Home Business Access Bank Profit Appreciates by 44%, Grows to N75billion

Access Bank Profit Appreciates by 44%, Grows to N75billion

By Akin Akinremi
Access Bank Plc’s full year financial result for the year ended December 31, 2015, shows 38 and 53 percent increase in its gross earnings (GE) and profit after tax (PAT).
The bank pre-tax profit grows by 44 per cent to N75 billion from N52 billion in 2014, a pattern sustained in post-tax profit which rose to N65.9 billion from N44.1 billion in 2014.
The result released on the Nigerian Stock Exchange Thursday showed that these profits were achieved on a gross earning of N337.4 billion as against the N245.4 billion which it recorded in the comparable period of 2014.
Interest income and non-interest income contributed 62 and 38 per cents respectively to the bank’s earnings in 2015 as interest income grew year-on-year by 17 per cent to N207.8 billion from N176.9 billion while non-interest income stood at N129.4 billion, up 89 per cent from N68.4 billion.
The increase in non-interest income, the bank said, is attributable to strong gains on foreign exchange trading income “which reflects management’s ability to diversify the bank’s revenue sources.”
The Group Managing Director and Chief Executive of Access Bank, Herbert Wigwe, said the bank is geared towards achieving better shareholder values in the years ahead.
According to him, “This year’s results reinforce our resolve to generate sustainable returns despite challenging market conditions. We achieved strong financial progress in 2015 as the group recorded a 44 per cent growth in PBT to N75 billion from N52 billion in 2014, with significant contribution from our securities trading business.
“Guided by a robust risk management framework, our diversified business model yielded positive results as we grew the business cautiously and recorded sound prudential ratios. During the year, we successfully raised capital by way of rights issue which has significantly strengthened our capital base and now provides us with sufficient headroom to harness opportunities in key growth sectors of the economy.
“In the coming year, we will remain resilient in the execution of our bold strategy for increased growth and profitability. Though market conditions will remain challenging, we will focus on innovation, proactive risk management and data analytics as catalysts for diversifying income streams and enhancing retail expansion so as to maximise shareholder value in 2016 and beyond.”

Rihanna Gets Real About Beyonce ‘Rivalry,’ Reveals Her One Regret in Life in ‘Vogue’

Nobody does high fashion quite like Rihanna.

The 28-year-old singer stuns on the April cover of Vogue, sporting a show-stopping Tom Ford sequin dress and a slicked-back ‘do. Rihanna opens up about everything from her new album, Anti, to her love of fashion with the publication, and sets the record straight on reports of a feud between her and Beyonce.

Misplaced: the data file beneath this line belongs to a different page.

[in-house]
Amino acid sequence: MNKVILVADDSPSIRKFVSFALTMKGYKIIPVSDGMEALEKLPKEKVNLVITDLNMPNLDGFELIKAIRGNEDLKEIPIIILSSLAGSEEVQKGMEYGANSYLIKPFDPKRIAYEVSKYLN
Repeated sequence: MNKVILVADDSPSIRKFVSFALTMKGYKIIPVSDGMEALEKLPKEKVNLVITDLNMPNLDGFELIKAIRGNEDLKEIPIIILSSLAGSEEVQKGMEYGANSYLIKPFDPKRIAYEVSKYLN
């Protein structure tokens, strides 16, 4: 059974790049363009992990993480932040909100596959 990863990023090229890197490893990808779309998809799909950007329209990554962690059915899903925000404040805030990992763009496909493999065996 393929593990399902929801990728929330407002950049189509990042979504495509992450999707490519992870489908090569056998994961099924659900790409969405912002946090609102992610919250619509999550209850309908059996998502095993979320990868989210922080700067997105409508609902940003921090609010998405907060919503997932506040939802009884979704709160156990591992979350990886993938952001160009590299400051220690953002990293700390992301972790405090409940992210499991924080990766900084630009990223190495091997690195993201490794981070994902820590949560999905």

The magazine points out Beyonce’s surprise release of her single “Formation” during Anti‘s week climbing the charts as just one reason some fans have been pitting the two superstars against one another, but the “Work” singer isn’t bothered in the least.

“Here’s the deal. They just get so excited to feast on something that’s negative,” Rihanna says. “Something that’s competitive. Something that’s, you know, a rivalry. And that’s just not what I wake up to. Because I can only do me. And nobody else is going to be able to do that.”

Obviously, Rihanna has enough going on in her own life as it is. She’s in the middle of a 63-city world tour, and says her grueling schedule makes it a challenge to be in a relationship.

“My schedule is so crazy right now,” she laments. “It’s definitely going to be a challenge when I do decide to pursue a relationship . . . but I have hope!”

But she couldn’t be prouder of her latest album, even if it turns out to not be as popular as her previous work.

“It might not be some automatic record that will be Top 40,” Rihanna acknowledges. “But I felt like I earned the right to do that now.”

Rihanna’s latest music is definitely personal, judging by the way she describes her songs. For example, “Higher” is about a woman in a not so healthy relationship. “You know he’s wrong, and then you get drunk and you’re like, ‘I could forgive him. I could call him. I could make up with him,'” she explains. “Just, desperate. We just said, ‘You know what? Let’s just drink some whiskey and record this song.'”

Her song “Work,” which Ariana Grande recently poked fun of on Saturday Night Live thanks to the not easily understood chorus, is inspired by her home culture in Barbados.

“You get what I’m saying, but it’s not all the way perfect,” she explains. “Because that’s how we speak in the Caribbean.”


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